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Ernesto Zedillo

From Wikipedia, the free encyclopedia

Ernesto Zedillo
Ernesto Zedillo Ponce de Leon Official Photo 1999.jpg
President Zedillo in 1999.
61st President of Mexico
In office
1 December 1994 – 30 November 2000
Preceded byCarlos Salinas de Gortari
Succeeded byVicente Fox
Secretary of Public Education of Mexico
In office
7 January 1992 – 29 November 1993
PresidentCarlos Salinas de Gortari
Preceded byManuel Bartlett
Succeeded byFernando Solana
Secretary of Programming and Budget of Mexico
In office
1 December 1988 – 7 January 1992
PresidentCarlos Salinas de Gortari
Preceded byPedro Aspe
Succeeded byRogelio Gasca
Personal details
Born
Ernesto Zedillo Ponce de León

(1951-12-27) 27 December 1951 (age 69)
Mexico City, Mexico
Political partyInstitutional Revolutionary Party
Spouse(s)
Nilda Patricia Velasco
(m. 1974)
Children5
Parent(s)Rodolfo Zedillo Castillo
Martha Alicia Ponce de León
ResidenceNew Haven, Connecticut, U.S.
EducationNational Polytechnic Institute (BA)
Yale University (MA, PhD)
Signature

Ernesto Zedillo Ponce de León CYC GColIH GCMG (Spanish pronunciation: [eɾˈnesto seˈðiʝo]; born 27 December 1951) is a Mexican economist and politician. He was President of Mexico from 1 December 1994 to 30 November 2000, as the last of the uninterrupted 71-year line of Mexican presidents from the Institutional Revolutionary Party (PRI).

During his presidency, he faced one of the worst economic crises in Mexico's history, which started only weeks after he took office.[1][2] He distanced himself from his predecessor Carlos Salinas de Gortari, blaming his administration for the crisis (although President Zedillo himself did not deviate from the neoliberal policies of his two predecessors),[1][3] and oversaw the arrest of his brother Raúl Salinas de Gortari.[4] His administration was also marked, among other things, by renewed clashes with the EZLN and the Popular Revolutionary Army;[5] the controversial implementation of Fobaproa to rescue the national banking system;[6] a political reform which allowed residents of the Federal District (Mexico City) to elect their own mayor; and the Aguas Blancas and Acteal massacres perpetrated by State forces.[7][8]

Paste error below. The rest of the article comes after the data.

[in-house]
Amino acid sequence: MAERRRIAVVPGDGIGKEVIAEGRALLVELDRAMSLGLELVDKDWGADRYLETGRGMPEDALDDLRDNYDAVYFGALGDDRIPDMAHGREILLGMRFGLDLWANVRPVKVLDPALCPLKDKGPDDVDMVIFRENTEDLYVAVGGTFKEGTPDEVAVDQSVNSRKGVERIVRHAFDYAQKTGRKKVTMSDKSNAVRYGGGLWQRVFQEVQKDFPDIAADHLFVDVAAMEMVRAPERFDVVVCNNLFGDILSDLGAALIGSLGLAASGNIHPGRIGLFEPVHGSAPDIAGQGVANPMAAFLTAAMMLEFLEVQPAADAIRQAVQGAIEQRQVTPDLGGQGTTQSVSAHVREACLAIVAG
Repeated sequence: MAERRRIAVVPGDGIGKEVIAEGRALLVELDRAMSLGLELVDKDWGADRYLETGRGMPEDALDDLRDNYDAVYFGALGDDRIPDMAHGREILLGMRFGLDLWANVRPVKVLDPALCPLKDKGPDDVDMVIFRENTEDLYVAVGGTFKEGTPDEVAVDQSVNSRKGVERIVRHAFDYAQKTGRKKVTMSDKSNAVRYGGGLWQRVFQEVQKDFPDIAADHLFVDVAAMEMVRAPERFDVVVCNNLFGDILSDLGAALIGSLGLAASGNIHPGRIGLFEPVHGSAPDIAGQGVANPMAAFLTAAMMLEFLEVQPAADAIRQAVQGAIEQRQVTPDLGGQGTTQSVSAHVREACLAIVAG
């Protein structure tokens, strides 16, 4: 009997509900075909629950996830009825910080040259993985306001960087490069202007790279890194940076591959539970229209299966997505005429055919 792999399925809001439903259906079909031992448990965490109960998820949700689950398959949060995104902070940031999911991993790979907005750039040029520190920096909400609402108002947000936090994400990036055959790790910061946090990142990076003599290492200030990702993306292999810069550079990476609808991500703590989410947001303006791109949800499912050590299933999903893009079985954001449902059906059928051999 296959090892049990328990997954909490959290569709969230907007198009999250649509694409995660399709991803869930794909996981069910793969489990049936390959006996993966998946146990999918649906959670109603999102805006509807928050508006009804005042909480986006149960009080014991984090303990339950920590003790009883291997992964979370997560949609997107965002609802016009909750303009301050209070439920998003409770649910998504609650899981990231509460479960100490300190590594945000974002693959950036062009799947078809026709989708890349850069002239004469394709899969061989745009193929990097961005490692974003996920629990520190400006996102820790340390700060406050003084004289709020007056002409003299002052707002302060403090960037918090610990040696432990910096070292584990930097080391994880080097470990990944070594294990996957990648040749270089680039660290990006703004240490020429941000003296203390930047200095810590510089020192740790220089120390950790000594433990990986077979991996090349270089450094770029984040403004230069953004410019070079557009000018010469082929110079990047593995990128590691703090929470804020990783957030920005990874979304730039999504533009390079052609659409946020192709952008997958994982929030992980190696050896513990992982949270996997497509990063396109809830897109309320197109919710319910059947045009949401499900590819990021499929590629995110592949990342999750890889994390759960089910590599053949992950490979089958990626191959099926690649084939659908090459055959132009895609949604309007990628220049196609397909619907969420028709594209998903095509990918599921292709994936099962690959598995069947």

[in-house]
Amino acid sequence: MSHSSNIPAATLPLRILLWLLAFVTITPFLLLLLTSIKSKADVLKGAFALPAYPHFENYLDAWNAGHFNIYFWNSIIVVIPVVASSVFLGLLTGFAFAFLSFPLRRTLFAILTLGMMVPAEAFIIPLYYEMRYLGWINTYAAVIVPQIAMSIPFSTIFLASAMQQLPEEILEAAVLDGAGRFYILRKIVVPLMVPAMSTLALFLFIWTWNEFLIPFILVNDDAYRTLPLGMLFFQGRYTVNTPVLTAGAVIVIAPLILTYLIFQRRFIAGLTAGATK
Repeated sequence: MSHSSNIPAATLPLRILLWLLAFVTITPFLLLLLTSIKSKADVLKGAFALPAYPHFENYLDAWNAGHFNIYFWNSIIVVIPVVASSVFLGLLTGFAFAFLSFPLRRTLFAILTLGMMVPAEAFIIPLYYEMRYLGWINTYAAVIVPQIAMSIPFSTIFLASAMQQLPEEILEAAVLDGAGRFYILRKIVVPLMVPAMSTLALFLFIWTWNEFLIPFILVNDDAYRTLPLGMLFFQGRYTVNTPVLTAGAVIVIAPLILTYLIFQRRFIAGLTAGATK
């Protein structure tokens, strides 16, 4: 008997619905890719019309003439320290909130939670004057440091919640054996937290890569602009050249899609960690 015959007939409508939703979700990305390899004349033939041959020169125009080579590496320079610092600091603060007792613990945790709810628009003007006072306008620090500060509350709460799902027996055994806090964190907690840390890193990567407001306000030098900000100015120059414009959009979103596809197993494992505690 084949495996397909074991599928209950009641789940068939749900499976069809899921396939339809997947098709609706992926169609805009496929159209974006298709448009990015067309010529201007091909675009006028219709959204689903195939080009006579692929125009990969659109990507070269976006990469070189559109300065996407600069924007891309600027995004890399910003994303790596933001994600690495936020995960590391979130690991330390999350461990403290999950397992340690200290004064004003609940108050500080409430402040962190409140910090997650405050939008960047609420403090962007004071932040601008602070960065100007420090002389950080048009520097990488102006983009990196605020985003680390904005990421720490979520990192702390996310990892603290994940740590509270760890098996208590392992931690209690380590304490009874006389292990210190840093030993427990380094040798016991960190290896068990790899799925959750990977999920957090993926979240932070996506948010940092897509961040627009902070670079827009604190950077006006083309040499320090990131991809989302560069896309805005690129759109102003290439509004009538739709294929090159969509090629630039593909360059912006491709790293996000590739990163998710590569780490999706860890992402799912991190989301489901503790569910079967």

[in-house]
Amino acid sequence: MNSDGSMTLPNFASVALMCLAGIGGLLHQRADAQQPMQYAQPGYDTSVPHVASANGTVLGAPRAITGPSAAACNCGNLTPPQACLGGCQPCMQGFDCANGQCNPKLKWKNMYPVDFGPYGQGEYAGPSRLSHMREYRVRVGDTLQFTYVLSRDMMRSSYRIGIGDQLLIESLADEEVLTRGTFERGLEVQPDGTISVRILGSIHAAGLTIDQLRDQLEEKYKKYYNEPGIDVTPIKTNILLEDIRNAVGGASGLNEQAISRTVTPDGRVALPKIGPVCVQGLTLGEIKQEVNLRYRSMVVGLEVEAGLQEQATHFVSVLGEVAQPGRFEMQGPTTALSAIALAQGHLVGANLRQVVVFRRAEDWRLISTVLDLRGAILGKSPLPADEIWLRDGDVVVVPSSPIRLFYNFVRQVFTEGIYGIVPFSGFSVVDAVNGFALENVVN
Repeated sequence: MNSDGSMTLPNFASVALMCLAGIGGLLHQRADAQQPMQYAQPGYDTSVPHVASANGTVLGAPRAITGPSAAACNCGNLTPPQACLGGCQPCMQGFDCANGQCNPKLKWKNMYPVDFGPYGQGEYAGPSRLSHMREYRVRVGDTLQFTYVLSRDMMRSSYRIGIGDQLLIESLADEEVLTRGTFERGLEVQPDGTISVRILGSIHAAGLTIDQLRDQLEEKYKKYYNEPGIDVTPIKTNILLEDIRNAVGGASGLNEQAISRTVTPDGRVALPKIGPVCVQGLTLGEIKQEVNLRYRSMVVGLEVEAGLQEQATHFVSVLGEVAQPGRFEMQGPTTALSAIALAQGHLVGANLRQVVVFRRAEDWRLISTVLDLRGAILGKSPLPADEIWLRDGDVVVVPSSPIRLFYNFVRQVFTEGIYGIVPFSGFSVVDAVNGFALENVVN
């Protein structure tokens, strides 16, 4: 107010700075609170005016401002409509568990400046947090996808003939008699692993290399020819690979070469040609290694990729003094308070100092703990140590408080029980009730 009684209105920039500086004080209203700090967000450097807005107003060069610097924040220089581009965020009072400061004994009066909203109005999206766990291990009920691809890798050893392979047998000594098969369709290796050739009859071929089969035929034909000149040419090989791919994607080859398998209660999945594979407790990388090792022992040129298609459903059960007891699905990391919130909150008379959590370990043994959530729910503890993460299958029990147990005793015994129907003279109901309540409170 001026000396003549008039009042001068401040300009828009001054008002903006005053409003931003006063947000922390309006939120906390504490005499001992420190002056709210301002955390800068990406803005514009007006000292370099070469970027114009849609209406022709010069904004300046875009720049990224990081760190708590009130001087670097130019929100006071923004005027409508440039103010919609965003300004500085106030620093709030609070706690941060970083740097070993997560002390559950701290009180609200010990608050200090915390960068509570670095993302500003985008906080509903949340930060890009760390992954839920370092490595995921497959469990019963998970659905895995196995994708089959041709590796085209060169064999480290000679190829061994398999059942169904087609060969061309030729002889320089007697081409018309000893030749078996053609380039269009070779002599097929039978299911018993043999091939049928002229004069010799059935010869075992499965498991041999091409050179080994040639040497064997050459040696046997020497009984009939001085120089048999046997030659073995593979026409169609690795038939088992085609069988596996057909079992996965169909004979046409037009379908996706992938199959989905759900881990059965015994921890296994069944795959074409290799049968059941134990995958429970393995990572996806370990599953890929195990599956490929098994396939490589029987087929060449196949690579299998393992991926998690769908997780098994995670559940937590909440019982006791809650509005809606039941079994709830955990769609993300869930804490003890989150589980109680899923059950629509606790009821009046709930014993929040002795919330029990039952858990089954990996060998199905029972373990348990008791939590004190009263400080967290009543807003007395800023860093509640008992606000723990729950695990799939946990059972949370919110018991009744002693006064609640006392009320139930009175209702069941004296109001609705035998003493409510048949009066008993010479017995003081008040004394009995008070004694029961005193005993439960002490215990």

Although Zedillo's policies eventually led to a relative economic recovery, popular discontent with seven decades of PRI rule led to the party losing, for the first time, its legislative majority in the 1997 midterm elections,[9] and in the 2000 general election the right-wing opposition National Action Party's candidate Vicente Fox won the Presidency of the Republic, putting an end to 71 years of uninterrupted PRI rule.[10] Zedillo's admission of the PRI's defeat and his peaceful handing of power to his successor improved his image in the final months of his administration, and he left office with an approval rating of 60%.[11]

Since the ending of his term as president in 2000, Zedillo has been a leading voice on globalization, especially its impact on relations between developed and developing nations.

He is currently Director of the Center for the Study of Globalization at Yale University and is on the board of directors at the Inter-American Dialogue and Citigroup.

Early life and education

Ernesto Zedillo was born on 27 December 1951 in Mexico City. His parents were Rodolfo Zedillo Castillo, a mechanic, and Martha Alicia Ponce de León. Seeking better job and education opportunities for their children, his parents moved to Mexicali, Baja California.[citation needed]

In 1965, at the age of 14, he returned to Mexico City. In 1969 he entered the National Polytechnic Institute, financing his studies by working in the National Army and Navy Bank (later known as Banjército). He graduated as an economist in 1972 and began lecturing. It was among his first group of students that he met his wife, Nilda Patricia Velasco, with whom he has five children: Ernesto, Emiliano, Carlos (formerly married to conductor Alondra de la Parra[12]), Nilda Patricia and Rodrigo.

In 1974, he pursued his master's and PhD studies at Yale University. His doctoral thesis was titled Mexico's Public External Debt: Recent History and Future Growth Related to Oil.[citation needed]

Political career